Travel came to a screeching halt last spring. Around the world, globetrotters were grounded in favor of public health. Photography became a transport portal for many over the last 15 months. Images from far-off locales became an opportunity to pine and aspire. Stunning photographs hopefully will soon fuel inspiration for future experiences.
Mattias Fredriksson is one photographer whose arresting art became a hallmark of my work-from-home social media respite. The Swedish-born adventure photographer is prolific. His skiing, biking, and adventure travel images are ubiquitous with more than 450 cover shots published worldwide. Fredriksson is a storyteller. We recently caught up with him to hear a backstory about one of his favorite images from his storied career. While sharing the tale of this one lasting and memorable image, Fredriksson also unearthed a few invaluable nuggets and tips for aspiring photographers and visual storytellers to create their own.
Fredriksson selected one image (pictured above) immediately when asked to pick a single frame from his career with as vibrant of a backstory to match. Snapped years ago, the photograph was captured in late April in the Swedish Lapland near Kebnekaise, Sweden’s tallest mountain.
“This ski photo says a lot about my style of photography,” says Fredriksson. “There’s a big landscape and nice Scandinavian light. It is a combination of the location, the light and the fact that the athlete is skiing a full run. Also, it’s not super extreme. It’s a beautiful setting that a lot of people can enjoy. The unique perspective adds a bit to it, too. The depth in this shot is pretty significant. It’s a moment.”
Spring in Sweden’s Lapland is special. Every year, at this time, soft Scandinavian light pops from the sky. It illuminates the Abisko Alps hundreds of miles north of the Arctic Circle. As if a switch were flicked, the sky goes pink at nine o’clock on clear evenings.
Fredriksson had his camera pointed at Hanna Ovin—the skier in the frame—on this particular evening when she sliced a 2,600-vertical-foot, top-to-bottom line in front of Fredriksson’s lens. The moment stuck with the photographer for many reasons.
“I chose to go with this shot because it’s from the Swedish Lapland—very close to the location where I kicked off my career—and the typical pink light from up there is dreamy,” says Fredriksson. “It’s not skied too often. It’s definitely the province in Sweden that is the most spectacular and impressive. The mountains, landscape and remoteness; it’s pretty wild. There’s so much to explore. It’s special for me to share these stories with the rest of the world.”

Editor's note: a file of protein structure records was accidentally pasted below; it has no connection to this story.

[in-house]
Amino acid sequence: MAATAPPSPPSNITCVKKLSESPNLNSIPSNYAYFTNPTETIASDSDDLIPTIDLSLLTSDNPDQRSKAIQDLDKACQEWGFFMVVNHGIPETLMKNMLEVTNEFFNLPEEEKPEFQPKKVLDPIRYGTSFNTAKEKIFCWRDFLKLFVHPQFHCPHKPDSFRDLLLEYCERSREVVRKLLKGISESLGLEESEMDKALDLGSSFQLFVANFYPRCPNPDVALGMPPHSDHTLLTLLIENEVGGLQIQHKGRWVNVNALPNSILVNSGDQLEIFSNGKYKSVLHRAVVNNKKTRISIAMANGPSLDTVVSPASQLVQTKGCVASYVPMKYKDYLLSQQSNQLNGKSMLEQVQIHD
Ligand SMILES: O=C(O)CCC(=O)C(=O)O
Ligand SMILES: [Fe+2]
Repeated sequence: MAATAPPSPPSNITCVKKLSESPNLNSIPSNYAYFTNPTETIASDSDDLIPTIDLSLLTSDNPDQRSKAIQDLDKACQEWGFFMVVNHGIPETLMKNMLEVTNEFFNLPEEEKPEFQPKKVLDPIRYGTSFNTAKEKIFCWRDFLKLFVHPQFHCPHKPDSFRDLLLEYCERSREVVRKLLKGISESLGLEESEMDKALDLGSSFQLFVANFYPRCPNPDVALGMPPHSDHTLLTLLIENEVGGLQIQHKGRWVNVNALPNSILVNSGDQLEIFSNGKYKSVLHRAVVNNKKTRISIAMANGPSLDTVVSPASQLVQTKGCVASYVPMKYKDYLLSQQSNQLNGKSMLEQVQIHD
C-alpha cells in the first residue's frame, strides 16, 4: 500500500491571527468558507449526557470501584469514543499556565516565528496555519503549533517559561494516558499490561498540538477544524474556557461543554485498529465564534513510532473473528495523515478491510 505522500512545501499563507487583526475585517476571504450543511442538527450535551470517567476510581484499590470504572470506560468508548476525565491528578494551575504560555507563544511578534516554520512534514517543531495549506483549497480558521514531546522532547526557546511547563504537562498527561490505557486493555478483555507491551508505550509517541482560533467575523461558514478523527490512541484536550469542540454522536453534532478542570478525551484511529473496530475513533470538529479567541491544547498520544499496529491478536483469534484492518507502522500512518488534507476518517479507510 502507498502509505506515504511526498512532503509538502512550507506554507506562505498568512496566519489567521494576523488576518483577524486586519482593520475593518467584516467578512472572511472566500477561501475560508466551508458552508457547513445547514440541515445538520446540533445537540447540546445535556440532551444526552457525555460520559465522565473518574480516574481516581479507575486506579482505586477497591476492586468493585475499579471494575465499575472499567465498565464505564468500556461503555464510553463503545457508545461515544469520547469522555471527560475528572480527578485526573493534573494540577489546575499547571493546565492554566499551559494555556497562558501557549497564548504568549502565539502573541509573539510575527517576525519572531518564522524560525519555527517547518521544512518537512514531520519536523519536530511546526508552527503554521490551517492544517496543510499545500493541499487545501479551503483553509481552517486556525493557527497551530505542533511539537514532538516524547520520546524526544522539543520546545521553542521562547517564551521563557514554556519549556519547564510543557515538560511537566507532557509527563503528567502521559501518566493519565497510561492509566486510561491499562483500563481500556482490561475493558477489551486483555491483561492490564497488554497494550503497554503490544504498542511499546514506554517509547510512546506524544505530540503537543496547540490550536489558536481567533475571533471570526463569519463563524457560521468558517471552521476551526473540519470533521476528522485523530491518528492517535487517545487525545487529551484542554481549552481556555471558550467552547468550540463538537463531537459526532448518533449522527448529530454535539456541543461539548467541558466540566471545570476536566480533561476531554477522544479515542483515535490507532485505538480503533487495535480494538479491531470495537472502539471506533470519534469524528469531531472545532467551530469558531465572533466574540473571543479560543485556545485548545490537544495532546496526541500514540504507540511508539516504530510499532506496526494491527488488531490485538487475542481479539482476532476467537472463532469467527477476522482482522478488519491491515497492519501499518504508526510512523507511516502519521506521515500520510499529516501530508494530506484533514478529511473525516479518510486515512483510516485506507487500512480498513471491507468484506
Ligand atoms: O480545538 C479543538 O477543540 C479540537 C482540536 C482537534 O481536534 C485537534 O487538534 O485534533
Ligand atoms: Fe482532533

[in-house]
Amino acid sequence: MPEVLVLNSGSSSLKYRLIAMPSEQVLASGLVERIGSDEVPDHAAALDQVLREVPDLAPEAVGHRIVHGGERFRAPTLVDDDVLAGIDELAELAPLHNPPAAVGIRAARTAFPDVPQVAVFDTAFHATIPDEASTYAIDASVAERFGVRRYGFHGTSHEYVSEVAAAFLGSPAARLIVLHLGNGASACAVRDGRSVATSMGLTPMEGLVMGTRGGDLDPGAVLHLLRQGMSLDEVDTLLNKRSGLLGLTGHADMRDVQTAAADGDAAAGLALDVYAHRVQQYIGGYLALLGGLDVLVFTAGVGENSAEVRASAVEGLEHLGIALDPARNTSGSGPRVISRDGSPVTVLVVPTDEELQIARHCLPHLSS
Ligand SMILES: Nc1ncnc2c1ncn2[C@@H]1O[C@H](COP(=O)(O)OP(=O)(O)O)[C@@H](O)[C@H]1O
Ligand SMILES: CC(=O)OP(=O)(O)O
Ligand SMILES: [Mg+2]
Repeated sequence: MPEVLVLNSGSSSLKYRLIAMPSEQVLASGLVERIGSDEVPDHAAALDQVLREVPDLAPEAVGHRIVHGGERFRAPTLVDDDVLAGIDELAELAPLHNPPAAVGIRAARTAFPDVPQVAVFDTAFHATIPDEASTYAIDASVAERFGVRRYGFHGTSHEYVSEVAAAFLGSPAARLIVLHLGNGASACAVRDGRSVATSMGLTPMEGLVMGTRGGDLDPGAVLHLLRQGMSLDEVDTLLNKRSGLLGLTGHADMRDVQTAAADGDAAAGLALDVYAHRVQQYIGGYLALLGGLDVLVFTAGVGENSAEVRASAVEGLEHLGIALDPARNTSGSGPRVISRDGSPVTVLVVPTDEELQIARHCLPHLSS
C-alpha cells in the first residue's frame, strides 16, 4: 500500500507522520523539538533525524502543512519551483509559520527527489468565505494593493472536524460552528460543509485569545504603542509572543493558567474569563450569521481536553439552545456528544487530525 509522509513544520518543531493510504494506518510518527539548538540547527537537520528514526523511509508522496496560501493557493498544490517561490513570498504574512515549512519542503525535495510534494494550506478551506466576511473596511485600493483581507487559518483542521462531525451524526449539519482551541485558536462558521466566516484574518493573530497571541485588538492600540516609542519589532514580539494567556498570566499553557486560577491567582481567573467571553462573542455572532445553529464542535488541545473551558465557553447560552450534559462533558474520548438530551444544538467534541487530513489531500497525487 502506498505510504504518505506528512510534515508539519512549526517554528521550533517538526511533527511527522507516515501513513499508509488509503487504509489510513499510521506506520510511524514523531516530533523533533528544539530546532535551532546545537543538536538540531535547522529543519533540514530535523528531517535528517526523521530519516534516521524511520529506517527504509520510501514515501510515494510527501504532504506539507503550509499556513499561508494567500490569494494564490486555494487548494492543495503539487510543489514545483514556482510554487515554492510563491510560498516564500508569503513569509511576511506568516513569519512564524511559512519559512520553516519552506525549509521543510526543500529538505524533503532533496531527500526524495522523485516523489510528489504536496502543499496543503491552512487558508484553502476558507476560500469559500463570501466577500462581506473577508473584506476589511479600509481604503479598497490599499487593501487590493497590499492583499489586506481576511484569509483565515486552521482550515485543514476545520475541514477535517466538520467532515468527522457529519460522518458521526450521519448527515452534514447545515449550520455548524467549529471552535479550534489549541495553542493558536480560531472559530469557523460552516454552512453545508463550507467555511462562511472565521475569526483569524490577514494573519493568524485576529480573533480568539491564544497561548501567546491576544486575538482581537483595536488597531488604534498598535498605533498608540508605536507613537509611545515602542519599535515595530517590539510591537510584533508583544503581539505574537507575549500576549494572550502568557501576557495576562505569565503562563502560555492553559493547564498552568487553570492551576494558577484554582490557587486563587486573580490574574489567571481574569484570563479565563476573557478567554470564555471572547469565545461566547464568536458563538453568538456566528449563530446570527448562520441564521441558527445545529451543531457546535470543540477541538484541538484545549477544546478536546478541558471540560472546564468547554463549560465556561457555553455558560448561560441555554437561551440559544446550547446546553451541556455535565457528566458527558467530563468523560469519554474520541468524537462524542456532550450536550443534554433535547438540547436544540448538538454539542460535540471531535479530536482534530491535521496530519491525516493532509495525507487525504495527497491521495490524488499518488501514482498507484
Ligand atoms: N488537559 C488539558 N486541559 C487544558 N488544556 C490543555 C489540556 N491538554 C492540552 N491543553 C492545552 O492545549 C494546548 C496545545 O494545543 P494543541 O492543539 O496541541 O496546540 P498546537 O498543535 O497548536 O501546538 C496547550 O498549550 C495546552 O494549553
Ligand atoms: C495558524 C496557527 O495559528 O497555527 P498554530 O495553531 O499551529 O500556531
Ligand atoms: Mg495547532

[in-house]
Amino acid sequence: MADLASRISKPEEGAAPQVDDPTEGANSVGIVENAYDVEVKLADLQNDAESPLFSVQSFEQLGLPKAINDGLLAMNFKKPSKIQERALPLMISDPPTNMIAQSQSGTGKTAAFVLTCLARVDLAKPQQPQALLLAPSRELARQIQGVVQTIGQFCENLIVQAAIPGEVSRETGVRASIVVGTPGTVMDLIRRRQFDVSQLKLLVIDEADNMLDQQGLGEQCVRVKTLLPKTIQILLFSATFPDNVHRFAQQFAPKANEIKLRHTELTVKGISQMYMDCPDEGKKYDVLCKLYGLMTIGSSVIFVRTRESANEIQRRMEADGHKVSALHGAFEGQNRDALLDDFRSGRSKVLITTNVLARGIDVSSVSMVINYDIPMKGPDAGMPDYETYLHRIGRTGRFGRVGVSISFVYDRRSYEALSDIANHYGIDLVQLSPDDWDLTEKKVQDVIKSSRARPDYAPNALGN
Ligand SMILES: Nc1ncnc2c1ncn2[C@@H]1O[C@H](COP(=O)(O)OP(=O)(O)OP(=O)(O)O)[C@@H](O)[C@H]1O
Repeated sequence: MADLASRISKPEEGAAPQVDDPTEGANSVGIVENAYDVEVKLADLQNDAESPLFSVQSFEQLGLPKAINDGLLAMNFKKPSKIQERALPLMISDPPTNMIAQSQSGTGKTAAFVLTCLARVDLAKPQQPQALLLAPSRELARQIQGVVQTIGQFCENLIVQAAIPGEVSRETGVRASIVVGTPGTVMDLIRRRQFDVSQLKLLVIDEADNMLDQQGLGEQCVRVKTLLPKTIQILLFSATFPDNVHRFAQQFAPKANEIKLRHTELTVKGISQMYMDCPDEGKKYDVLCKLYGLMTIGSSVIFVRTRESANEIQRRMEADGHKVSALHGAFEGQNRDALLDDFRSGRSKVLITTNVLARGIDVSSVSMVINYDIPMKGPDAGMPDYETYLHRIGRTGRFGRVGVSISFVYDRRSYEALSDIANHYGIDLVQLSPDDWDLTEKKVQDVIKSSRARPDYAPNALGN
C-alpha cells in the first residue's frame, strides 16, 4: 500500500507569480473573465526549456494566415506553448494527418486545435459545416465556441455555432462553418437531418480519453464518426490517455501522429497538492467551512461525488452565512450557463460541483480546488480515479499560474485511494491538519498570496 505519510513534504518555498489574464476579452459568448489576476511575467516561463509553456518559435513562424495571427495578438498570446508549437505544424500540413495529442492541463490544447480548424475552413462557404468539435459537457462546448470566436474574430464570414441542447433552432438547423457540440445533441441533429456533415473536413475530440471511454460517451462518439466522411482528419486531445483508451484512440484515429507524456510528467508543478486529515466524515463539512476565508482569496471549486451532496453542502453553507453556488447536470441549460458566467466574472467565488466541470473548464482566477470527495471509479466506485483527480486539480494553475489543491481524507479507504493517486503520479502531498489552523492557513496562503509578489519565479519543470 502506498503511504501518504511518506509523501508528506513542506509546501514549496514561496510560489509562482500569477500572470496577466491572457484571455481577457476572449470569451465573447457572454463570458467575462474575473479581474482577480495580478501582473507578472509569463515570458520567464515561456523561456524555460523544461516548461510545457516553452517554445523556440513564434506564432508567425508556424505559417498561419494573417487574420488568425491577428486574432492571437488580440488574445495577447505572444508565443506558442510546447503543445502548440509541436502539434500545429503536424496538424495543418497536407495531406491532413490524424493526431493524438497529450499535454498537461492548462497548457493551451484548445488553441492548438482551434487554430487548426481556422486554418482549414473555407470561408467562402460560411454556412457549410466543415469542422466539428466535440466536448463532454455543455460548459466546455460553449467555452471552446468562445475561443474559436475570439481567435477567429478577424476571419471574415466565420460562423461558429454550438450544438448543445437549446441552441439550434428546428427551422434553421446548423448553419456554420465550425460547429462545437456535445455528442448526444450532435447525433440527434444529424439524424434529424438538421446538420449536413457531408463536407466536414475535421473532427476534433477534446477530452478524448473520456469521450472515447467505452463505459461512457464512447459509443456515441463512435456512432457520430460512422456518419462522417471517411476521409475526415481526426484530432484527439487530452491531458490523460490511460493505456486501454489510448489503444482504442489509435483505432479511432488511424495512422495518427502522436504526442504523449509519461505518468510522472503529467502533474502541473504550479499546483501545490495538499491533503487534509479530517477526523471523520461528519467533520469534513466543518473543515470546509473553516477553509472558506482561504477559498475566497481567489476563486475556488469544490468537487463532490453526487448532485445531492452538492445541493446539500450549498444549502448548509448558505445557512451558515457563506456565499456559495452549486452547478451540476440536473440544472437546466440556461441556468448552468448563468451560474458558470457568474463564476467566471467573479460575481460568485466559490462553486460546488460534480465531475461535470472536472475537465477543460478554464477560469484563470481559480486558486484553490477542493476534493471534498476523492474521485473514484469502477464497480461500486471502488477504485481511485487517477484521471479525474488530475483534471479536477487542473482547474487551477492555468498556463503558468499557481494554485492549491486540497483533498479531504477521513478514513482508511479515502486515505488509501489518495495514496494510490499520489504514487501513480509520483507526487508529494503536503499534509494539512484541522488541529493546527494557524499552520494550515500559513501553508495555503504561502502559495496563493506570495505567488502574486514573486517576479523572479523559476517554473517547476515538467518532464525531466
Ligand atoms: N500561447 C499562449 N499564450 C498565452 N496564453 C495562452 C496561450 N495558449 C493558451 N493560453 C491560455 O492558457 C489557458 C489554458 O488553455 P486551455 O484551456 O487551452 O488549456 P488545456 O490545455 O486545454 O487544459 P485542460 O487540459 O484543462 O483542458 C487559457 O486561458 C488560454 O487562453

Steeped in darkness during the doldrums of winter, the Swedish Lapland lights up with spring’s thaw. Long days of sunlight make for marathon days of exploring, ski touring and photography.
“Getting to work with this amazing light is great, but Midnight Sun is also exhausting,” says Fredriksson. “The Midnight Sun can almost ruin a trip. You learn to manage because you could be out there all the time with so much light. You have to be smart, but at the same time it’s incredible to have that special light. A lot of photographers live for that soft, epic light and those colors you get up north.”
In addition to world-renowned light and vast terrain, Sweden offers an infrastructure of Mountain Stations, affordable huts perched precariously in dream destinations, that make traveling and exploring the Arctic fairly doable. The Mountain Station is a staple in Swedish alpine culture. During the summer, trekkers frequent the modest digs during a multi-day hike through pristine nature. In the winter, however, the huts are less busy.
“The Mountain Stations are a simple hotel in the middle of the mountains,” says Fredriksson. “It’s a cozy place with good food. It’s not very expensive. It’s for anyone. It’s very democratic. It’s remote. It’s for everybody. It’s very Swedish. Waking up every day with that view of the whole Kebnekaise Range is special.”
The mountains are big, and the skiing is great up there. The wilderness is massive, and it sits relatively empty during the winter. The best part about Sweden’s network of Mountain Stations, though: the waffles.